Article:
That was the headline of an editorial in Tuesday's edition of Spanish business daily Cinco Días. The problem - slightly overlooked due to news coming out of Athens, Berlin and Dublin - is that Spain's public deficit at the end of 2011 was 8.51% of GDP. This is 2.5% higher than the target agreed with the European Commission.
In effect, this means that in order to meet the agreed deficit target (4.4% of GDP) by the end of the year, Spain needs to find total savings of €44 billion. The new centre-right government slashed some €15 billion of spending last December, meaning that an additional €29 billion now needs to be found somewhere, through public spending cuts and/or tax hikes. That won't be easy.
As in other parts of Southern Europe, the question is how much austerity the population is willing to take. With austerity measures starting to bite, widespread protests are continuing across Spain in the wake of last year's indignados movement. Thousands of students have been taking to the streets in all the main Spanish cities over recent weeks to protest against education cuts, with the demonstrations sometimes turning violent. Civil servants in the debt-laden Castilla-La Mancha region yesterday went on strike over the local government's plans to cut salaries by 3% and extend the working week by two-and-a-half hours.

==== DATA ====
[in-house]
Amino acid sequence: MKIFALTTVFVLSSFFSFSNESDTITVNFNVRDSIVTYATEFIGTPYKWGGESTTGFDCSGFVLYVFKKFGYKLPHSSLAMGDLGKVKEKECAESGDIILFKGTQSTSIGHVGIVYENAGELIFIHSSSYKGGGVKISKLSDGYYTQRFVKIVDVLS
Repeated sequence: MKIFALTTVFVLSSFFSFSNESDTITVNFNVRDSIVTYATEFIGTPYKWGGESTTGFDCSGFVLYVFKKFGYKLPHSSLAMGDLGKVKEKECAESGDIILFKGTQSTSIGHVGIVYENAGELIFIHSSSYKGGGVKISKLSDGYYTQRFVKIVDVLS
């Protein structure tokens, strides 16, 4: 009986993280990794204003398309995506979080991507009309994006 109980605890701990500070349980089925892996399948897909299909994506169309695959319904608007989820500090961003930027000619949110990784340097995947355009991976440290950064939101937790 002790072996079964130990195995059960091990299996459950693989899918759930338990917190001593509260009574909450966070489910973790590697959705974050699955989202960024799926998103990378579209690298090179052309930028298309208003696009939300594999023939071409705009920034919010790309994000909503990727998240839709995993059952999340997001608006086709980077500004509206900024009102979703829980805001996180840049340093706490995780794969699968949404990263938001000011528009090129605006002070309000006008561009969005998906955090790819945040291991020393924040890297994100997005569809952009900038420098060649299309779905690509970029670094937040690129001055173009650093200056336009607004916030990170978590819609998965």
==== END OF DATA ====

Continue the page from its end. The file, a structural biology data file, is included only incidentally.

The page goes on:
In a sign of how much power unelected officials now have in the eurozone, the Spanish government is hostage to decisions made by the European Commission on whether to soften Spain's targets, and give the country a bit of breathing space. Economic and Monetary Affairs Commissioner Olli Rehn and his Spanish colleague Joaquín Almunia, in charge of competition, have said that a decision on whether to revise the targets can't be taken until Spain submits its draft budget and fiscal consolidation plans for 2012, which is unlikely to happen before the Andalucía and Asturias regional elections on March 25.
The Commission has two options. It can play hardball and tell the Spanish government that deficit reduction targets are not negotiable, risking more rage from the masses. Or it can loosen the targets, risking requests from other eurozone countries for the same treatment and hostile market reactions.
For the moment, Rajoy insists that "we will lower the deficit as much as we can." However, Spanish government sources quoted by El País have suggested that the budgetary plans to be submitted to the Commission are already based on a deficit for 2012 higher than the previously agreed 4.4% of GDP. If you ask us, there's no way that Spain can reach the original target.
As the Spaniards say: un hecho cumplido.